Active and Passive Commuting to School: Influences on Affect in Primary School Children
Authors: Hulley, Angela; Bentley, Nick; Clough, Catherine; Fishlock, Adelle; Morrell, Frances; O'Brien, James; Radmore, Joseph
Source: Research Quarterly for Exercise and Sport, 1 December 2008, vol. 79, no. 4, pp. 525-534(10)
Abstract:Active commuting among school children is being encouraged for physical and environmental reasons, but little is known about its influence on affect. The aim of this study was to test the hypothesis that children who walk further to school experience increased arousal and affective valence compared with children who walk a short distance. This was assessed with the children's feeling scale (CFS) and children's felt arousal scale (CFAS). Distance walked to school and affective change between home and school were assessed over a 2-week period in 99 children between 5 and 10 years of age. Home to school differences in CFS and CFAS scores were compared in children who walked a short (100–300 m); medium (301–500 m), and long distance (over 500 m). Although differences were not always statistically significant, there was evidence that the children who walked further reported a greater increase in their CFAS scores between home and school (average 2 = .08, range: .01–.15) and, to a lesser extent, in their CFS scores (2 = .04, range: .002–.06). Further research is needed to explore whether there is an optimum walking distance and the contribution of other factors, especially social contacts during commuting, the environment, and the weather.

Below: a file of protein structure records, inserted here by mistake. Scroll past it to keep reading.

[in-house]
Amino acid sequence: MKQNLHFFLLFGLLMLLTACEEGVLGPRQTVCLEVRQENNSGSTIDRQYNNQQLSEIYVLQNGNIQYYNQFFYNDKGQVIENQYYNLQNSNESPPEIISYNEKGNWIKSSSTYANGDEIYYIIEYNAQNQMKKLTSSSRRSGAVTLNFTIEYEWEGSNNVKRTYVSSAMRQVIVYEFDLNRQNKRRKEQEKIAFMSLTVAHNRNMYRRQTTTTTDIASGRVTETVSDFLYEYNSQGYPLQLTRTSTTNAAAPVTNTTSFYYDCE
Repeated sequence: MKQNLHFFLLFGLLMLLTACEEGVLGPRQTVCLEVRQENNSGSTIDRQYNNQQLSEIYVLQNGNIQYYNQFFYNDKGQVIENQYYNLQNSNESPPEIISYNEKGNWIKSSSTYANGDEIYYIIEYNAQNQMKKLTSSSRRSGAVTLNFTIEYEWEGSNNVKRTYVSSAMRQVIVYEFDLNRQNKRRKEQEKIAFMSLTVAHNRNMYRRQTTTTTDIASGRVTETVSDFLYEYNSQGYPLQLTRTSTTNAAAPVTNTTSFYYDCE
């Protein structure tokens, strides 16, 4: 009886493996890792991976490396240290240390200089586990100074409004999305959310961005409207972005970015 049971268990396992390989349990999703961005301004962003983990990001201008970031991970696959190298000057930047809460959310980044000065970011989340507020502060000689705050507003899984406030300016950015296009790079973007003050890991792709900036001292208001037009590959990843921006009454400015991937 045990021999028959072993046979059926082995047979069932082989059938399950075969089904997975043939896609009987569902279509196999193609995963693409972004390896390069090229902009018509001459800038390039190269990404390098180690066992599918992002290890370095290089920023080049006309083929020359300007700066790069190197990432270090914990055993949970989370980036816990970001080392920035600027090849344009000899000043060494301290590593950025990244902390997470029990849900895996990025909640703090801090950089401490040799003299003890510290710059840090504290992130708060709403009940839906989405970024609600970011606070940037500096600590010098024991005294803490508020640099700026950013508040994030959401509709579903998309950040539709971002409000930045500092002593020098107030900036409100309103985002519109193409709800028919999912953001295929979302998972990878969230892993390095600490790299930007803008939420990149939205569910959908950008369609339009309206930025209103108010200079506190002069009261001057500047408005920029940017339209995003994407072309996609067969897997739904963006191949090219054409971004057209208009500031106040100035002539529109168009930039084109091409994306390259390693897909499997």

Document Type: Research Article